Yeah, I'm no longer a manual fan. But I drove many cars for many years with one. At least for me, the truth is that today's automatics are more efficient, faster, and particularly comfortable in urban driving (which is much the norm nowdays). Performance automatics are also getting much more engaging with very well behaved sport shift patterns and rev matching. Ferrari for one no longer sells manuals. And for a reason. They get beat by the Ferrari automatics. Also, automatics are a real preference for off-roaders nowdays because of the smooth control of torque. Anyway, there are those that will always prefer manuals. They should certainly buy them in that case.

  • _james _james Posts:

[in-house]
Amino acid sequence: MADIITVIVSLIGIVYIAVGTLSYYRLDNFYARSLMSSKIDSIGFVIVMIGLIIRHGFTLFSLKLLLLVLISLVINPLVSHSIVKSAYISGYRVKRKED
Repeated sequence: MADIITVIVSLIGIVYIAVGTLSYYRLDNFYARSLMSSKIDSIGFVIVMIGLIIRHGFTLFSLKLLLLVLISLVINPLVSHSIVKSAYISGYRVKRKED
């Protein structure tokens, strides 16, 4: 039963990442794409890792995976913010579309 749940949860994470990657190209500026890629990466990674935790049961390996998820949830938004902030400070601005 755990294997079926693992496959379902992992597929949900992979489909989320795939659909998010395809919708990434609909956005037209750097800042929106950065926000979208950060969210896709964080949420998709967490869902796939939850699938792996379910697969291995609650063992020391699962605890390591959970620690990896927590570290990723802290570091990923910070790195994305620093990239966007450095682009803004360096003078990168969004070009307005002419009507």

Myth 0: It's fun to drive stick. If you live in the city or the suburbs then it really isn't. If you get on a freeway you put it in fifth and forget about it. If you drive in rush-hour traffic then you are constantly working the clutch. It's bad when you've known nothing else but if you're used to an auto, forget about it. Occasionly if you get on a twisty country/mountain road you can get some pleasure from the man/machine interface, but realistically when does that happen? Myth 1: Actually I don't know anyone who thinks it's a good idea to constantly ride the clutch. It's more of a bad habit you can get into, if you don't make a conscious effort to take your foot off the pedal when you finish shifting. Myth 2: About hill starts: this is so important it has its own part in the British driving test. When you drive stick the 'emergency' brake is the handbrake. You use it all the time. When you are stationary on a hill you put the handbrake on. Then when you want to move, press the clutch, shift into first, apply some gas, gently raise the clutch to find the 'biting point'. This is where you can feel the car is trying to move forward. You have to balance the gas and the clutch to get it right. When you feel this start to release the handbrake. If the car starts to roll back, use the handbrake; you haven't got the biting point quite right. If the car stays still you have got it right. Fully release the handbrake, give it more gas and a little less clutch, and start to move forward. "If you're worried about rolling back between the time you release the brake pedal and engage the clutch" Everyone rolls back between releasing the brake pedal and engaging the clutch. it's not physically possible to do otherwise. That's why you use the handbrake! Myth 4: What some experienced drivers do if the know they will only be stopped for a short while going up a hill (such as in slow moving trafiic), is not use the brake as they stop but allow gravity to be the brake while they are finding the biting point. Then because they have not used the brake there is no moment for the car to roll back when they go forward again. I've never seen a clutch burn out doing this. Myth 3: Use the clutch to slow down. Not in an emergency. (and don't use the 'emergency brake' either! haha!). But if you see the lights change in the distance start changing down through the gears. It's good practice if you're inexperienced and it means you're in the right gear if the lights go green again sooner than you expected. Myth 5: The advice about heel-and-toe is BS. This has no place outside a racetrack. If you do it on the road you are a f***ing idiot. And racers don't do it to be smooth, they do it because it allows them to keep the revs up (on their gutless highly tuned engines) while they're braking so they won't have dropped out of the power-band as they exit the curve. What would be more useful to learn is how to double-declutch. This is useful for any older car without a synchromesh gearbox or a newer car where the synchromesh is starting to fail.